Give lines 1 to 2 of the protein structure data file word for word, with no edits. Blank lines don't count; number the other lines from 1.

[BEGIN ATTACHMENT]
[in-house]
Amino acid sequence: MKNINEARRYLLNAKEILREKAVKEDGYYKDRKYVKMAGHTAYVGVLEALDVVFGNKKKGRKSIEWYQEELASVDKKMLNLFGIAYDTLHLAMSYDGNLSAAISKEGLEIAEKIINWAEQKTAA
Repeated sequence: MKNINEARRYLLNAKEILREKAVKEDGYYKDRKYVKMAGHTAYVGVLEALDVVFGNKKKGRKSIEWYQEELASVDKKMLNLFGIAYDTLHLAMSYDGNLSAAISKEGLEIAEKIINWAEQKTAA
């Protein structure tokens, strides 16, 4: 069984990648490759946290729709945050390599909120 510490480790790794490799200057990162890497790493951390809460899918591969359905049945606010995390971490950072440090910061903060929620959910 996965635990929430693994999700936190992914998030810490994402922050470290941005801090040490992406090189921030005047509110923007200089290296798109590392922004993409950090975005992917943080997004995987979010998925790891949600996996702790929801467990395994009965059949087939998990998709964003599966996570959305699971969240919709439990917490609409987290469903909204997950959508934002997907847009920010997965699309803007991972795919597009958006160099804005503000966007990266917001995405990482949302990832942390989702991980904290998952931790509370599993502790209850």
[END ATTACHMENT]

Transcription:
[in-house]
Amino acid sequence: MKNINEARRYLLNAKEILREKAVKEDGYYKDRKYVKMAGHTAYVGVLEALDVVFGNKKKGRKSIEWYQEELASVDKKMLNLFGIAYDTLHLAMSYDGNLSAAISKEGLEIAEKIINWAEQKTAA